Social Media solves Teenage Pregnancy spell

Social Media solves Teenage Pregnancy spell

 

The UK’s teenage pregnancy rate has more than halved in the last 20 years.

According to figures released by the Office for National Statistics (ONS), the amount of under-18’s conceiving has hit an all-time low. When records first began in 1969, there were 45,495 reported teenage pregnancies, a number which decreased by 59% to 18,076 in 2016.

The Teenage Pregnancy strategy was implemented across the UK in 1999 with the aim of reducing Teenage Pregnancy rates by half and increasing the number of young mothers who are in Education, Employment or Training within 10 years. Although the strategy did have some form of impact on reducing the number of teenage conceptions, it did not have the full effect that the government intended it to have.

Many instead attribute the decline in conceptions rates to teenagers having a greater awareness and understanding of sexual health and education. Other suggested reasons for a shift in teenage pregnancies are a change in attitudes towards young mothers, and more ambitious teenagers wanting to get into a career before becoming a parent. Some people, however, also believe that Technology and social media may also play a pivotal part in the decline.

The 21stcentury has been some of the most technically advanced years in modern history and along with the birth of smartphones, smartwatches and smart speakers – came social media. With UK Teenagers spending on average 9 hours a day on their phones, few are arguing that teens are too preoccupied with their devices to be engaging in such activities as they would prior to the technological revolution. Adolescent Psychotherapist and Journalist Erin Cotter agrees saying “Before the technical era came around, young people were forced to go outside and mingle with each other. Nowadays, they stay indoors and “socialise” through the internet.  Although the web does present many advantages and allows young people to connect with others from across the world, it also prohibits many young people from having any physical connections with each other. This, in turn, ultimately affects their ability to form relationships as an Adult”. She added “Social media is still a relatively new concept, so many of us (in particular Generation Z) are going out and grabbing it with both hands – We don’t know the full extent of its damage just yet. If it’s limiting the number of children being born into the world, what else is it limiting?”.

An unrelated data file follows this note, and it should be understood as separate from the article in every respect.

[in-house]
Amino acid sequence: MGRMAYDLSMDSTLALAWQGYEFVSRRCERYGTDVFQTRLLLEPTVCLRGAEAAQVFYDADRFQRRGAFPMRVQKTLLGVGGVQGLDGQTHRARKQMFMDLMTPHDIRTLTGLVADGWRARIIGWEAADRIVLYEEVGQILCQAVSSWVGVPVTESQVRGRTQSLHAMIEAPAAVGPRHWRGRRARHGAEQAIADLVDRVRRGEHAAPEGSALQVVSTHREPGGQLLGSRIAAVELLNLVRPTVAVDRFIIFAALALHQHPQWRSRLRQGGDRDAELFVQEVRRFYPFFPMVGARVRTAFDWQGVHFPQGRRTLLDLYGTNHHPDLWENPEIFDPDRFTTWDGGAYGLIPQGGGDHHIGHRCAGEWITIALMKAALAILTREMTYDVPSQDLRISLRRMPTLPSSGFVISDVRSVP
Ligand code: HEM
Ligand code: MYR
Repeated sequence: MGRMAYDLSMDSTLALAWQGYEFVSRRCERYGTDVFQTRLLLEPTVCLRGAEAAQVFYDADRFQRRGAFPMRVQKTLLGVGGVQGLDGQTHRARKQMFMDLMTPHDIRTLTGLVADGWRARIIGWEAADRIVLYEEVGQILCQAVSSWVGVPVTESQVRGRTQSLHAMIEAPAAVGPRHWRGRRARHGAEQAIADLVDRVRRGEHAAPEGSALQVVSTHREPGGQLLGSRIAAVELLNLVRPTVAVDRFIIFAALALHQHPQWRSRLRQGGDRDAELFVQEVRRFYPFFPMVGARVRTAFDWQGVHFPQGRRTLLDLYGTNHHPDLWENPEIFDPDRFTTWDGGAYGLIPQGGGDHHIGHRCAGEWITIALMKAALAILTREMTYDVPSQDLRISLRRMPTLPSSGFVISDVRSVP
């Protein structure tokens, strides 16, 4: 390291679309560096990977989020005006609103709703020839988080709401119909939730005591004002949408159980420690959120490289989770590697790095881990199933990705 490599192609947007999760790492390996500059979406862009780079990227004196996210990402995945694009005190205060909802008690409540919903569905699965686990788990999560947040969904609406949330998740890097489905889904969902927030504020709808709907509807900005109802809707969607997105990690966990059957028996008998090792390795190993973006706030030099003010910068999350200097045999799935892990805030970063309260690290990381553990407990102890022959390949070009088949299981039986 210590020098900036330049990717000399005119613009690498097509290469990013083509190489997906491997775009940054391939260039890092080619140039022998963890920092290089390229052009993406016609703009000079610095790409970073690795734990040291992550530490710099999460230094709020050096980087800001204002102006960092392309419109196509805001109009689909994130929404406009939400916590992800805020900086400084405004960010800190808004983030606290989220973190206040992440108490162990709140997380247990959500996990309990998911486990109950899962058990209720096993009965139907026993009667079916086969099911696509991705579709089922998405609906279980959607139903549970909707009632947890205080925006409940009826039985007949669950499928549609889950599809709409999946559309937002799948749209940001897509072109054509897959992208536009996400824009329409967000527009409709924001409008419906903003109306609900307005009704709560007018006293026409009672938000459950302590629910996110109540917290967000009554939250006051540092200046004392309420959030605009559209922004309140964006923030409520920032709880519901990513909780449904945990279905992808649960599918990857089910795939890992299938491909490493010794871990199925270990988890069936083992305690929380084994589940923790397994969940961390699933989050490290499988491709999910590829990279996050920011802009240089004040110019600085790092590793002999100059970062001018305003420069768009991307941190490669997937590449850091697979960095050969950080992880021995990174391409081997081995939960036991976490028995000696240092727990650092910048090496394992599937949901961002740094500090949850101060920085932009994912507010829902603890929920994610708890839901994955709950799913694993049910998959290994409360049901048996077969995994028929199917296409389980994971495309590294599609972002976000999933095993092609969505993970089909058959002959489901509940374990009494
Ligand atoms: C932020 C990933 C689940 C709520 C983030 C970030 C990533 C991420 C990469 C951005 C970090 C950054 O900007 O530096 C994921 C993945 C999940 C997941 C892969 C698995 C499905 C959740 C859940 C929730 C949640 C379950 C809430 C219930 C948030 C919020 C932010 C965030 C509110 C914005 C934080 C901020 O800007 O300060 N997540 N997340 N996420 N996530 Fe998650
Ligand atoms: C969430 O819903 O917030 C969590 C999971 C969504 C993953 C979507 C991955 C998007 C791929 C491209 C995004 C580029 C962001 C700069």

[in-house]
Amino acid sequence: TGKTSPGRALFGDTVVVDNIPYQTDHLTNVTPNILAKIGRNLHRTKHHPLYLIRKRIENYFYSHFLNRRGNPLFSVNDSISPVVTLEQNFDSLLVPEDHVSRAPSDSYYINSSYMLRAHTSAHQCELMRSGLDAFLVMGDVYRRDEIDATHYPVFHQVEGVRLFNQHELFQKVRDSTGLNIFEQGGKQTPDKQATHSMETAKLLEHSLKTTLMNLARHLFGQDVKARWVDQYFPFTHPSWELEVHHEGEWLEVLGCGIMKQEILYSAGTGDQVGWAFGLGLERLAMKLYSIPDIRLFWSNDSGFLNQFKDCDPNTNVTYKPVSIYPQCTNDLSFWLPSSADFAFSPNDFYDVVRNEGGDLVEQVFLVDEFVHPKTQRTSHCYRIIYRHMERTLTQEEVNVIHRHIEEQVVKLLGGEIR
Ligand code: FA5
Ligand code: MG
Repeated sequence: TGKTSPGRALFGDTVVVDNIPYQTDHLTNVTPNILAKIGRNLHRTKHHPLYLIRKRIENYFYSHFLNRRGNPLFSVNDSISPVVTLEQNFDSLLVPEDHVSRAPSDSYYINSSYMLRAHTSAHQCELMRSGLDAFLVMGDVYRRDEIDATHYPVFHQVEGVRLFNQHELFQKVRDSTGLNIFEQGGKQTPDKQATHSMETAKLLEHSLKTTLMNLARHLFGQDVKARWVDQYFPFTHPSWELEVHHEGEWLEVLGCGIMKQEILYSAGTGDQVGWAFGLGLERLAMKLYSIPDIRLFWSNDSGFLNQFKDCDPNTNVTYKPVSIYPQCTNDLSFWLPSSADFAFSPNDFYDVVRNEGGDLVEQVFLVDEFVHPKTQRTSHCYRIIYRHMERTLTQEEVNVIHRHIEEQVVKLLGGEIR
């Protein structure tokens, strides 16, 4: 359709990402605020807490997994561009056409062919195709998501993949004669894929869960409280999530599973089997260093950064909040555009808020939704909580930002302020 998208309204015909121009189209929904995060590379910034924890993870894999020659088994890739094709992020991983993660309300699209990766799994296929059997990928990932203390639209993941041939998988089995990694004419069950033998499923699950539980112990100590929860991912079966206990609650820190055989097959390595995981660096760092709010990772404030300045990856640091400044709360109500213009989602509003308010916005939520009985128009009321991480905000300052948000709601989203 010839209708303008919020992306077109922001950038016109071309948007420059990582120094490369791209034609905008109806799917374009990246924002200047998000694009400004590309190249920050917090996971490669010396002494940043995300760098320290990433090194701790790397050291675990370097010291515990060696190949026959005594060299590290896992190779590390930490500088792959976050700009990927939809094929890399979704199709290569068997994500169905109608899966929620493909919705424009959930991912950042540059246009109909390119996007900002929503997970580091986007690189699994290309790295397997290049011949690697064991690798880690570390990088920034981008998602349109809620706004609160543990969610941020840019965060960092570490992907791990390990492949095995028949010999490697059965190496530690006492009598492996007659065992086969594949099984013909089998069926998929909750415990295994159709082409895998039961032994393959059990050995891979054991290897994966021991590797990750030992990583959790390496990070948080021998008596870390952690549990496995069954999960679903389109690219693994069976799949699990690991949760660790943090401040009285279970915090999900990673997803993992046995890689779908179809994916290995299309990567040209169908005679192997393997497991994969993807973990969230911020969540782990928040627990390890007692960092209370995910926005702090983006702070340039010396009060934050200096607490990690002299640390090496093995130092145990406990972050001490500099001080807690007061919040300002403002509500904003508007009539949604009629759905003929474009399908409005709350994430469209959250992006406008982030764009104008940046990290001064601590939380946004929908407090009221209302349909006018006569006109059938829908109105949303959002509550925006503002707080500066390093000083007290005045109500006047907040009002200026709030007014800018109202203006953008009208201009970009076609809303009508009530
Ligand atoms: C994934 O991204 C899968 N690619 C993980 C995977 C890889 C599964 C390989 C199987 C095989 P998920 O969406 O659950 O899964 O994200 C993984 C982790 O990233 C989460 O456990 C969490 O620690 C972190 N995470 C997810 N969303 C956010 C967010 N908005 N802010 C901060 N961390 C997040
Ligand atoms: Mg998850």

The biggest yearly drop took place between 2009 and 2010 with a decrease of over 3,626 births. During these years, Instagram, WhatsApp and Pinterest all hit the markets – some of the biggest Social Networks to date. In 2019, with teenagers now having access to more technology and social networking sites than ever, Teenage Conceptions are at their lowest rates. Data suggests that more and more people are waiting until later on in their lives to have children with conception rates for women aged 30+ have increased by over 34%.